Being the partner of anyone who has cancer can be a rough
road at times. You want to be there for that person, supportive, understanding
and empathetic. You want to be as helpful as you can be. That’s the same for
all couples who experience cancer. But there’s an extra dimension when a woman
has breast cancer, especially if she’s had a mastectomy.
Even though we all know logically that a woman is still the
same person whether she has her breasts or not, the truth is that to many
people, breasts are symbols of femininity, the very nature of womanhood and
motherhood. Women often go through a kind of grieving process when their
breasts are removed, or are even altered in appearance.
For men, all of this can be especially uncomfortable. They
want to do what’s best, but they simply don’t always know what that is. A new
book by Marc Silver, an editor for U.S. News and World Report, provides
husbands with a helpful guide on how to navigate many of the difficult issues
that arise when women have breast cancer. Here are just a few of his
Go to doctor’s
appointments when possible
This is a big way to show her you want to “be there” for
her. Juggle your schedule when you can for her. Take notes while you’re there.
This can be helpful when you get home and need to discuss what happened.
Discuss how you can
be helpful (without taking over)
Breast cancer often changes the roles that couples have had.
Women, often the caregivers, become the person who needs care. Many women feel
uncomfortable with this, worrying that it takes away their importance.
It’s a good idea for men to realize that their help is
needed, but it’s also important not to take over. Ask which of the chores she
normally does that she would like you to take over—but do ask. She can’t do it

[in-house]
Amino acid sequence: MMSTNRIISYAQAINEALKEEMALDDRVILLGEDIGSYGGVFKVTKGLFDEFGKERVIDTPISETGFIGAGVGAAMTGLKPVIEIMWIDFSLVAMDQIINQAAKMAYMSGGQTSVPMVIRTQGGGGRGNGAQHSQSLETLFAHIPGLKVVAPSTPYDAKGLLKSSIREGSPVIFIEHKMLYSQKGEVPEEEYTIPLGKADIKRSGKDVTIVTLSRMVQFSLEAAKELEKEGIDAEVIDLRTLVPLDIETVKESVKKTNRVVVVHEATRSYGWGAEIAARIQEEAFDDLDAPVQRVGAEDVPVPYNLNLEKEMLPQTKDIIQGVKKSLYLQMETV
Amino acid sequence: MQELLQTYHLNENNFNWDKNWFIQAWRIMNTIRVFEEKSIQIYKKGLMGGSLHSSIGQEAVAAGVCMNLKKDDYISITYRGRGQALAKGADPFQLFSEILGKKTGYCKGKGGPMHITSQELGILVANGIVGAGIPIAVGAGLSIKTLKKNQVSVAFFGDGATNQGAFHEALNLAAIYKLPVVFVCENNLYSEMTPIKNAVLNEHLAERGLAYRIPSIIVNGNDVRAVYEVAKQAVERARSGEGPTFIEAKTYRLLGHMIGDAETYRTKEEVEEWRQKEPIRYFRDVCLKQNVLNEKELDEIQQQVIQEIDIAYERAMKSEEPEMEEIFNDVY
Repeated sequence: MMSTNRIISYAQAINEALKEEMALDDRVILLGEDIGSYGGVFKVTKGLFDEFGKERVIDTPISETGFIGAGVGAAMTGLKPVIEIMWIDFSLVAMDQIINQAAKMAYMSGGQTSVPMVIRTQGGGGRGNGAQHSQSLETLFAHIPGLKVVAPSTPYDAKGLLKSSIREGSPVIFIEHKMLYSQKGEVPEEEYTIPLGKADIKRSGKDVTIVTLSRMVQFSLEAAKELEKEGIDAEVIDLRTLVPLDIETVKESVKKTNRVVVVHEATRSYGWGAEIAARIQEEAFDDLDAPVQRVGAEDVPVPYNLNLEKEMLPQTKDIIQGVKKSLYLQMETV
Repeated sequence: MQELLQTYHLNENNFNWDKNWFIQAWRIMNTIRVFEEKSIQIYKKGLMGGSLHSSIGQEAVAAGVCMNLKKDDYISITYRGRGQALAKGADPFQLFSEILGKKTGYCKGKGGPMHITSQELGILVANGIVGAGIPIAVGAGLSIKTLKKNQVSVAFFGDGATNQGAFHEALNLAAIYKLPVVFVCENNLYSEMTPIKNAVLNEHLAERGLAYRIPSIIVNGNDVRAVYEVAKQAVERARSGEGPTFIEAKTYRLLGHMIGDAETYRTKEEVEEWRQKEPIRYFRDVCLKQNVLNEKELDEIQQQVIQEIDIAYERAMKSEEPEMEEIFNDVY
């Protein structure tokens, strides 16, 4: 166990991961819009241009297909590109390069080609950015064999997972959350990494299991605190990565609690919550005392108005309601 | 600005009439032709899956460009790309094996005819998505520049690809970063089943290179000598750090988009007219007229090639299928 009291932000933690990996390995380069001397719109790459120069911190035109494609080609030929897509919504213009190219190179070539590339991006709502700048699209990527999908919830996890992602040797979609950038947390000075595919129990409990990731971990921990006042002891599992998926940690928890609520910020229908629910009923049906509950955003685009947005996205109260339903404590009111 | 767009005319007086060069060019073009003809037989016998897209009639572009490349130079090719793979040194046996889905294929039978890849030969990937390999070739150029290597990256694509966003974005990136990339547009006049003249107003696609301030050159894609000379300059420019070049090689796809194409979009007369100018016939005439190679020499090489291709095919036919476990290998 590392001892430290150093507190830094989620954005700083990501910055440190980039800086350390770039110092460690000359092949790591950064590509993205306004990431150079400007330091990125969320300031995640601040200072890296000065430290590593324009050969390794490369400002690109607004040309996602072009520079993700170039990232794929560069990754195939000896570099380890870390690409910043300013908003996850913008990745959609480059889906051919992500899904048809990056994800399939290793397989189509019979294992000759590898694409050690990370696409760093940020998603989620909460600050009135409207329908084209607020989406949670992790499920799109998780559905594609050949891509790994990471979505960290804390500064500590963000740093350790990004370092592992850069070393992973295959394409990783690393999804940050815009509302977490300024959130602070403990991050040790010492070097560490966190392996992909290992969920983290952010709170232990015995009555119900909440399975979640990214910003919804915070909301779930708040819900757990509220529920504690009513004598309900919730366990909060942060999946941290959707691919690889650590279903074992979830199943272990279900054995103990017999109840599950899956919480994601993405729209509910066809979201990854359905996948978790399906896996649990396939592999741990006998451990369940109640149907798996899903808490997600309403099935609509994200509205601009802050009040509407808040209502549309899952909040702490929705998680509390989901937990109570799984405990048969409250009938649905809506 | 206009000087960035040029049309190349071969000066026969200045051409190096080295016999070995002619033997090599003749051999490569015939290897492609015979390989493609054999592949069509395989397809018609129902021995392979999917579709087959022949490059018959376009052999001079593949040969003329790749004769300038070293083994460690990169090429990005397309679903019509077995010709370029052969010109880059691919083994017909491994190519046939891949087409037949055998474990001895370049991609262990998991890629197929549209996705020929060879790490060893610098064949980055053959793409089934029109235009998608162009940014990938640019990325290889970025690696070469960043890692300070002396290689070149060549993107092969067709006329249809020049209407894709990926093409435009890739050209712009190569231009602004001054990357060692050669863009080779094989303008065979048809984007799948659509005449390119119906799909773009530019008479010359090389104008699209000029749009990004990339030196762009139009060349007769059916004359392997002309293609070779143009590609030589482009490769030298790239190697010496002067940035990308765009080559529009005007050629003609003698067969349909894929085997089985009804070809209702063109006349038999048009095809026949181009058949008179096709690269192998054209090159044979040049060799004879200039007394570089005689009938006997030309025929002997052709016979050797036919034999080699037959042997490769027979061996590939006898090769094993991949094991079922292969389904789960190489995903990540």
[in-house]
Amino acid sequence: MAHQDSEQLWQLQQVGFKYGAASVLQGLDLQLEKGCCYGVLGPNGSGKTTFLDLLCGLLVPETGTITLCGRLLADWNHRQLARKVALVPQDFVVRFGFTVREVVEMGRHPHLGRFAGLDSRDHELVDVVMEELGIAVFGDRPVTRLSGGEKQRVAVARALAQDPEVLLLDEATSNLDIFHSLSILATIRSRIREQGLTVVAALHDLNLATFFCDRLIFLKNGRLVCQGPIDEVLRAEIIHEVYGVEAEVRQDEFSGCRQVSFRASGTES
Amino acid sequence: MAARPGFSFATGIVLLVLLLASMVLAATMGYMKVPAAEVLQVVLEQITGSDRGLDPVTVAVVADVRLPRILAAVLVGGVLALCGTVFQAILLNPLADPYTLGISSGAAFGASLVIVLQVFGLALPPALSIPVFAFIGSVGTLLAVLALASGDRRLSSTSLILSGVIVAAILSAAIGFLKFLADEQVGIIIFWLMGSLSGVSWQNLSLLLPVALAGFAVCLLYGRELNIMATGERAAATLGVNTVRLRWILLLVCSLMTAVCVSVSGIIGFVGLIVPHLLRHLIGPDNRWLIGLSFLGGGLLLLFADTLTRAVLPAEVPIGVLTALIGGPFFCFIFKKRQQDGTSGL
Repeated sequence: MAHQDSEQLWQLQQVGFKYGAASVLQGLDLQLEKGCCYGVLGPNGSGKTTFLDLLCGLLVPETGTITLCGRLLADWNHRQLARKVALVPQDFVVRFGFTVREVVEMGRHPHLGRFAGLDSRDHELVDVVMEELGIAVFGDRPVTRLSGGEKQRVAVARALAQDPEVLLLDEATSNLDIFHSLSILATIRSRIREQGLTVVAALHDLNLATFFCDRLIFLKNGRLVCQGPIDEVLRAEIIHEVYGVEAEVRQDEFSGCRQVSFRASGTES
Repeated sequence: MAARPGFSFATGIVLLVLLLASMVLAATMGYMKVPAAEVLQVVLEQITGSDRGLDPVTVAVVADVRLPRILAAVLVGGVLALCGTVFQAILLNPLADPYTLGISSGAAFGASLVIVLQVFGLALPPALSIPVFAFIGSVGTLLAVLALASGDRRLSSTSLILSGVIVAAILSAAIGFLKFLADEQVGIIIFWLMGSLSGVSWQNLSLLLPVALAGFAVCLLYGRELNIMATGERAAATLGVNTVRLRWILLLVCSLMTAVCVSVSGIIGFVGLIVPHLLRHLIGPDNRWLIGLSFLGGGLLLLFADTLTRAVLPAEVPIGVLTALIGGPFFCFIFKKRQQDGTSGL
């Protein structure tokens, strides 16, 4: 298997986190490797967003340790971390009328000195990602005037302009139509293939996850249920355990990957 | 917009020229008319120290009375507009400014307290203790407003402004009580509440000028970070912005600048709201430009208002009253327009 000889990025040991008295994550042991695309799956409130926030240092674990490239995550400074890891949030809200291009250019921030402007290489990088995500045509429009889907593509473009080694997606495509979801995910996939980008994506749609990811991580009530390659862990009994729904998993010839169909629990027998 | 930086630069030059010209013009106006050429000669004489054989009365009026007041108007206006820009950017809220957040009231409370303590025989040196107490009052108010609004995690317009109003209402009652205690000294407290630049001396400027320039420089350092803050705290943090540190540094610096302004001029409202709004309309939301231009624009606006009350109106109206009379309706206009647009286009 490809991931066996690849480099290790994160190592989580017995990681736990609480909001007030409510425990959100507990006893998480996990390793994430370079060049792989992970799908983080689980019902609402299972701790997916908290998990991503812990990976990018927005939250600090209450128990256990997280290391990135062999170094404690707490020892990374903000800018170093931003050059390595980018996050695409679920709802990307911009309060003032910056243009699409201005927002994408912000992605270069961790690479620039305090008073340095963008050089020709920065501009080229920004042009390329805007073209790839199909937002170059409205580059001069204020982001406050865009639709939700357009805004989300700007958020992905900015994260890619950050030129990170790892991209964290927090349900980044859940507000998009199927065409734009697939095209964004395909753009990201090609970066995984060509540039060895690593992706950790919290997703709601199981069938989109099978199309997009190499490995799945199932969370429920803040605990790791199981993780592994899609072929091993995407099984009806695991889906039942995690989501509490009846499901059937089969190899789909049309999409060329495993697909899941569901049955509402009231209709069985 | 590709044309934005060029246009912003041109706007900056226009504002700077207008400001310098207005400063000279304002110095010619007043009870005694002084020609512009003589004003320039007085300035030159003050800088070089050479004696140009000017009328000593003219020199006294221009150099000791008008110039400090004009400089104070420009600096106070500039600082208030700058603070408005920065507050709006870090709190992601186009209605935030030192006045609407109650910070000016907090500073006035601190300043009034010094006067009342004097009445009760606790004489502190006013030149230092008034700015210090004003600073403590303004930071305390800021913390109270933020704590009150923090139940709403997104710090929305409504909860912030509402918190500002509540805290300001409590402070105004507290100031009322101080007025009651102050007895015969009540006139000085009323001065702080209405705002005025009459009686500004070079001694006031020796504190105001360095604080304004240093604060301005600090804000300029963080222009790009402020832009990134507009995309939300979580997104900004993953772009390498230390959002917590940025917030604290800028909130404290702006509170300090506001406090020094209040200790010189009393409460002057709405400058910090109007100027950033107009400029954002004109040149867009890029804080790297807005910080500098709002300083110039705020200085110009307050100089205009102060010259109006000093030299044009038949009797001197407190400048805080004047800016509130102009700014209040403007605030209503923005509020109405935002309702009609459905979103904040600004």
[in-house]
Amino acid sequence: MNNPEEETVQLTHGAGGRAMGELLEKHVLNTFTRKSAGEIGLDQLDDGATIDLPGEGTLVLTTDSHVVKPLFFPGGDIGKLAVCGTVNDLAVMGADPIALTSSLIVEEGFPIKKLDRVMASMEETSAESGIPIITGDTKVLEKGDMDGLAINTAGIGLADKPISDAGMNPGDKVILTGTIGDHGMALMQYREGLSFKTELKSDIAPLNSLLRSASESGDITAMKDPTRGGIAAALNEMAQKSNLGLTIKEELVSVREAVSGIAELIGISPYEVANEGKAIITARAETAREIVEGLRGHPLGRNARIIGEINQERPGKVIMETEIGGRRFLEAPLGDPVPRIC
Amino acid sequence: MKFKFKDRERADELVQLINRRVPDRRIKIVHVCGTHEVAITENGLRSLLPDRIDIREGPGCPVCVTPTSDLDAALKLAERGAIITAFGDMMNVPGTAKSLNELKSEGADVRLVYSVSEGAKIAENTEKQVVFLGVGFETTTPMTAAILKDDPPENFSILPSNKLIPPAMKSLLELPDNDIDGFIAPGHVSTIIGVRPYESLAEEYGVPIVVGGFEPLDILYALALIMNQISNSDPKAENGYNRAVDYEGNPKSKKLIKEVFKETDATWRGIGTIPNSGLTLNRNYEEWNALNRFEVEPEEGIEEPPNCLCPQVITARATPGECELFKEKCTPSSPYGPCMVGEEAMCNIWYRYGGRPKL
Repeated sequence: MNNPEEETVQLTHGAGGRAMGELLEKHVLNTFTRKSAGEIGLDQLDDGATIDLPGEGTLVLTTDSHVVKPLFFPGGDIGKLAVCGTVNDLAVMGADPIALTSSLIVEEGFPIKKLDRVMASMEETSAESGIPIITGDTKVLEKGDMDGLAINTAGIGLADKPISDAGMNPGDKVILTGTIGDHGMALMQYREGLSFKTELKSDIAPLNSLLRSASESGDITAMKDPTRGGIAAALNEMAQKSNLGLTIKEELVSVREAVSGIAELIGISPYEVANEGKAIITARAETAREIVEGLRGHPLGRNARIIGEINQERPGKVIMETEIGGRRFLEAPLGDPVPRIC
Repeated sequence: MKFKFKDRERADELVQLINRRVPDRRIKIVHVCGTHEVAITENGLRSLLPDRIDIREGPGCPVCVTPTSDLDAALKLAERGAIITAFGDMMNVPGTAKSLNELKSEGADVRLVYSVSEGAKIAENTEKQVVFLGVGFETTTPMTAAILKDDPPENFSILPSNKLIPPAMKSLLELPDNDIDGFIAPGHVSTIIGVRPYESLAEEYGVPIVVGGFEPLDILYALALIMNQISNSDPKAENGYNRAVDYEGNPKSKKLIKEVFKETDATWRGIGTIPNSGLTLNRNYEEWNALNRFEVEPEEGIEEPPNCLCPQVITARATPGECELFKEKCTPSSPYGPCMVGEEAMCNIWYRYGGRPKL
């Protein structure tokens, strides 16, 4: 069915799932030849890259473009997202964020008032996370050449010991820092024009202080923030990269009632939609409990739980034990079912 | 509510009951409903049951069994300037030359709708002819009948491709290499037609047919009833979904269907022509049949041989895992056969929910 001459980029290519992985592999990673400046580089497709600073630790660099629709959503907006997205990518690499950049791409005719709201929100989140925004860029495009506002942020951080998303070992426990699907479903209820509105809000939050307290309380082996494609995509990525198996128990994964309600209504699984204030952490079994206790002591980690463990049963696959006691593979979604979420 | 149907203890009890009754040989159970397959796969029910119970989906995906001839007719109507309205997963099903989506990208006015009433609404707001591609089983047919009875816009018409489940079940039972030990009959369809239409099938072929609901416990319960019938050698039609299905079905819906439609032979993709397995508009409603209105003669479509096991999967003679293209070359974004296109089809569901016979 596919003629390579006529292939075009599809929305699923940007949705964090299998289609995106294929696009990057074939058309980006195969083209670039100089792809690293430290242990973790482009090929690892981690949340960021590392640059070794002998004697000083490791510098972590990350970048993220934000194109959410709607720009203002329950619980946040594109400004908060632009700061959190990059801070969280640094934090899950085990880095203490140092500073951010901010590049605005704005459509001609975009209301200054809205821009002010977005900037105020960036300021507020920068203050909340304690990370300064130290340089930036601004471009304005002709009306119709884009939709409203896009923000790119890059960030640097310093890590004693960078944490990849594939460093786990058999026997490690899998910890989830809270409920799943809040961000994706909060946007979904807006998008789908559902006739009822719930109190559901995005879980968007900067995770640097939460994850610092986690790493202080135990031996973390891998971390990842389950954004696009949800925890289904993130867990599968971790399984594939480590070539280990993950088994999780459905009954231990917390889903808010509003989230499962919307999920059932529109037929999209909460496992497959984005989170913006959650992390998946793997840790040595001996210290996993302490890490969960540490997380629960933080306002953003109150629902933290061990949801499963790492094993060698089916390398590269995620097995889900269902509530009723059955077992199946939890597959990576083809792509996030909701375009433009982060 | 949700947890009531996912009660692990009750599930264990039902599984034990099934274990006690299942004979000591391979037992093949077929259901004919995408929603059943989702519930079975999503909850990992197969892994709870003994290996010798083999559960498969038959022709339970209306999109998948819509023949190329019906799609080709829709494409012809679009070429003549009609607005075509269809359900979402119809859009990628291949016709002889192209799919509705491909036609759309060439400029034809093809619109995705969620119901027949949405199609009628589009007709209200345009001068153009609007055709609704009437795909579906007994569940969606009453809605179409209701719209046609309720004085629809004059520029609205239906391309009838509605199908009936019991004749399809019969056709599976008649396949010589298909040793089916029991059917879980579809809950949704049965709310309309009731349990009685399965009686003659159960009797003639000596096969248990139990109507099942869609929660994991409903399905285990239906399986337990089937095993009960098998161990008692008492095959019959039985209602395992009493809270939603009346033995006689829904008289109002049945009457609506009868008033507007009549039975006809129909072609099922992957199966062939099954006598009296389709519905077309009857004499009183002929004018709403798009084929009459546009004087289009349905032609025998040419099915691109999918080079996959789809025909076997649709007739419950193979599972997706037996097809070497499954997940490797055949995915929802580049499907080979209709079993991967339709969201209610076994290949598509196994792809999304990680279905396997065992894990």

all right now.
Realize you can’t fix
it; listen well
It’s been discussed in lots of popular books in the past
years that women often want to simply discuss a problem, while men think
they’re supposed to fix it. Really, what women often want is someone who
listens to them. It’s no different when they have breast cancer.
If your wife tells you she’s scared or nervous or sad, that
can be uncomfortable. But the worst thing you can do is say, “Hey, what are you
worried about? Everything’s going to be fine!”
A response like that tends to minimize her feelings, even
though certainly that’s not your intention. Instead, it’s always best to let
her know you hear what she’s saying. Something like, “I understand that this is
hard, I really do. Is there anything I can do to help?”
In fact, there may not always be something you can do to help, besides
listening and taking your cues from her. That can be hard to live with.
Silver, M. Breast Cancer Husband. Rodale Books,
September 2004; The New York Times, “Travel Companion on the Breast Cancer
Journey,” Health and Science Section, 9 November 2004.